Yes, in limited quantities. With the vast American interest in agave spirits- especially those like bacanora, which have a rich history and regionality- we can almost certainly expect greater distribution and exposure in the near future. Keep in mind that it has only been a legal product for roughly a generation.

If trend-setting cocktail bars are any indicator, bacanora will make a splash. Given the spirit’s relatively small production area, bacanora will never have the following of tequila, but the spirit does offer a nice alternative and will arm intrepid bartenders with something a little different to work with. The Sonoran desert does cross the border, so perhaps we’ll even see some domestic production (even if it’s billed as something else to respect the historical birthplace of bacanora).

Bacanora is the latest agave spirit to gain some traction and coming to a bar near you. Think of the liquor as a hyper-regional happy medium between mezcal and tequila.

And while we’re discussing agave spirits, check out our tequila buying guide and feature on tequila aging terms. If mezcal is your thing, dig into our five favorite mezcal drinks. Salud!

Mark Stock
Mark Stock is a writer from Portland, Oregon. He fell into wine during the Recession and has been fixated on the stuff since…
A brief history of the whiskey sour cocktail (and how to make different versions)
Learn to make all these recipes of this historical drink
George Dickel Whiskey Sour

What is a whisky sour? The whiskey sour cocktail officially dates back to the 1860s, but sailors in the British Navy had been drinking something very similar long before that. On long sea journeys, water was not always dependable, so to combat that, spirits were often used. Scurvy, too, was another danger on these journeys, so lemons and limes were consumed to help prevent the disease (incidentally, this is also one of the reasons why British folk are called ‘Limeys’).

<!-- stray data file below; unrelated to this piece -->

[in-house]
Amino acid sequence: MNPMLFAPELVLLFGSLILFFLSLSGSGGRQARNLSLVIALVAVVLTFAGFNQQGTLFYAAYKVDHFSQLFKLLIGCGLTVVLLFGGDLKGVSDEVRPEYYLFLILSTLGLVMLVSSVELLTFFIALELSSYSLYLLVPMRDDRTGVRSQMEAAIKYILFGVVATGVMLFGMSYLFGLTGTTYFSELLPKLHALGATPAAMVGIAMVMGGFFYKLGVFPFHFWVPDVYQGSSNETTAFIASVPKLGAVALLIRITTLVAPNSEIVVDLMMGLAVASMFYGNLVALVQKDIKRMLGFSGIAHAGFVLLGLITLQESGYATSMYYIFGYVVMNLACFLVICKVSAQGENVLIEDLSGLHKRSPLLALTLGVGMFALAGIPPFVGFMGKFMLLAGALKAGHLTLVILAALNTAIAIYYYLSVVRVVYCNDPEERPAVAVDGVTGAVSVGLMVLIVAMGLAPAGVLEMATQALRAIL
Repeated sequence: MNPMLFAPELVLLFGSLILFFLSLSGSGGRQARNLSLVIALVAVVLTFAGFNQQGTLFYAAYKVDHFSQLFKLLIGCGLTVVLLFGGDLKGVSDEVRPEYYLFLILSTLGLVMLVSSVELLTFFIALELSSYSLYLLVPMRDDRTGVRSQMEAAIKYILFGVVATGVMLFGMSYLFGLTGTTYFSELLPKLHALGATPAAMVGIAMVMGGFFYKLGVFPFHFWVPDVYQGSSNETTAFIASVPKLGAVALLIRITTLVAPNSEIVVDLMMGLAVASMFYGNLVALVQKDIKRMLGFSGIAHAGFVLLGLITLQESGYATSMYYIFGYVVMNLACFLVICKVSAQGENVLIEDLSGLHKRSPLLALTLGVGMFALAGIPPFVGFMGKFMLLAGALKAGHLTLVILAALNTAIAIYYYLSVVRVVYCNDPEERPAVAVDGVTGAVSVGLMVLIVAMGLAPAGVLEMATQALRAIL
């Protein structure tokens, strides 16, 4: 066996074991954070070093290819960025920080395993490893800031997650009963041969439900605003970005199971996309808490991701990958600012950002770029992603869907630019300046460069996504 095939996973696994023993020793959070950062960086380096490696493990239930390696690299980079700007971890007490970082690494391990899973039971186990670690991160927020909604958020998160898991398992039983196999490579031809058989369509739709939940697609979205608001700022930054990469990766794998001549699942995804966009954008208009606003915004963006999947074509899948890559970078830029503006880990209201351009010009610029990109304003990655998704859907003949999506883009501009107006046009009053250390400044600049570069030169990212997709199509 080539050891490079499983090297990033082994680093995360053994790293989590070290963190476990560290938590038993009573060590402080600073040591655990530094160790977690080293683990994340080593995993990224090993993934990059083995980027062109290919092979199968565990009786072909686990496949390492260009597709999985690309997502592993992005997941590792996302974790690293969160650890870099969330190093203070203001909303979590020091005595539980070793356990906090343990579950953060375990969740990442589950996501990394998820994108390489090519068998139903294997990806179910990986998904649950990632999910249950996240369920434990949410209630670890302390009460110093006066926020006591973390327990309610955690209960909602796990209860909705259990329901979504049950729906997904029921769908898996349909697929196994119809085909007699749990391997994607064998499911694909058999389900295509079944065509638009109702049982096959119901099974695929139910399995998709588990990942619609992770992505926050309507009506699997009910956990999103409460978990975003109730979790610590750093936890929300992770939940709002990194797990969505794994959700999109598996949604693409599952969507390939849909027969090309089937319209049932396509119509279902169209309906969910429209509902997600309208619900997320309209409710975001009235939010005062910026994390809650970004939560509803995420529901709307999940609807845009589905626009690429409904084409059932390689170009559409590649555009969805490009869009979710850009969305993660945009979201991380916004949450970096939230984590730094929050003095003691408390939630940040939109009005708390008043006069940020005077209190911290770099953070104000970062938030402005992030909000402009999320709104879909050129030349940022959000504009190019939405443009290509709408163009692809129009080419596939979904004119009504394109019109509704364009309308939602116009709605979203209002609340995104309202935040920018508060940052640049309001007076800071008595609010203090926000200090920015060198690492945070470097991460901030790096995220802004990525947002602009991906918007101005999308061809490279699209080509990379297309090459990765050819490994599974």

Finally, sugar and water were added for taste. At this point, the drink is probably starting to sound familiar. (Grog, the rum-based favorite of pirates across the seven seas, is made from the same components, substituting whiskey for the sugarcane-based spirit.)

Read more
New Orleans in a glass: Stirring up a seductive Sazerac
Want the taste of the Big Easy? Add the Sazerac to your cocktail menu
Sazerac (with the red feather boa) is the official cocktail of New Orleans for summer drinks

One of America’s oldest known cocktails, the Sazerac cocktail is a New Orleans classic. One sip and you’ll quickly realize why this reddish-orange elixir has been going strong in the Big Easy and beyond since the 1800s. The Sazerac has a big, bold flavor that’s remarkably balanced, with a blend of sweetness, spice, and herbal notes, all wrapped up in one potent, whiskey-loving libation. Though difficult to master, it’s a fairly easy drink to make. It’s also a great cocktail to showcase your mixology skills, particularly while playing some fiery jazz in the background  (you can’t go wrong with Rebirth Brass Band.)
The classic Sazerac recipe

The Sazerac drink recipe is a fairly straightforward one, but if you want to have the authentic taste, make sure you are using the right bitters,

Read more
The 17 best mocktail recipes to make in 2024
Want the sweet taste of a cocktail without the alcohol? Then mix up these mocktails
Kamas Arrow Cocktail Death and Co

Are you looking to take a little break from alcohol but still want the sweet taste of a cocktail on a warm summer day (no judgment)? Then mix up some mocktails so you can still indulge in some creative cocktail recipes — but without the liquor.

Sure, a mocktail won’t give you the buzz that a cocktail would, but these non-alcoholic drink recipes also won’t make you feel as bad if you have too many of them (both in terms of a hangover and on the scale, if you’re watching your weight). Below, you’ll find different mocktail recipes that range in flavor from sweet and a little spicy to fresh, like a spring garden. Bottoms up!
Berry Burlesque

Read more